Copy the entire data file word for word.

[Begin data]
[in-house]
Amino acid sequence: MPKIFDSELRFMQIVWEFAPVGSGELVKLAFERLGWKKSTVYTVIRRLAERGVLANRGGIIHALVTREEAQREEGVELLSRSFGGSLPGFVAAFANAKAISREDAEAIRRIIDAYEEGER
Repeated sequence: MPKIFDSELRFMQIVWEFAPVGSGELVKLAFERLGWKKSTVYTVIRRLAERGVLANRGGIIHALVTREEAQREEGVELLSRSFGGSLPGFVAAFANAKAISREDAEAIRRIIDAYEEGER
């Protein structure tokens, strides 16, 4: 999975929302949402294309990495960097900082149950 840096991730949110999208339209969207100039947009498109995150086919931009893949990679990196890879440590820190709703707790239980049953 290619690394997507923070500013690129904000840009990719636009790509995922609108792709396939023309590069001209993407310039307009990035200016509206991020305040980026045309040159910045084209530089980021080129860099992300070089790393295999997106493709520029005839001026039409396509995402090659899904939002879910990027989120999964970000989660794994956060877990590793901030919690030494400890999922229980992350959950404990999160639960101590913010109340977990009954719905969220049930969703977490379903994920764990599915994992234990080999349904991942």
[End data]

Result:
[in-house]
Amino acid sequence: MPKIFDSELRFMQIVWEFAPVGSGELVKLAFERLGWKKSTVYTVIRRLAERGVLANRGGIIHALVTREEAQREEGVELLSRSFGGSLPGFVAAFANAKAISREDAEAIRRIIDAYEEGER
Repeated sequence: MPKIFDSELRFMQIVWEFAPVGSGELVKLAFERLGWKKSTVYTVIRRLAERGVLANRGGIIHALVTREEAQREEGVELLSRSFGGSLPGFVAAFANAKAISREDAEAIRRIIDAYEEGER
């Protein structure tokens, strides 16, 4: 999975929302949402294309990495960097900082149950 840096991730949110999208339209969207100039947009498109995150086919931009893949990679990196890879440590820190709703707790239980049953 290619690394997507923070500013690129904000840009990719636009790509995922609108792709396939023309590069001209993407310039307009990035200016509206991020305040980026045309040159910045084209530089980021080129860099992300070089790393295999997106493709520029005839001026039409396509995402090659899904939002879910990027989120999964970000989660794994956060877990590793901030919690030494400890999922229980992350959950404990999160639960101590913010109340977990009954719905969220049930969703977490379903994920764990599915994992234990080999349904991942």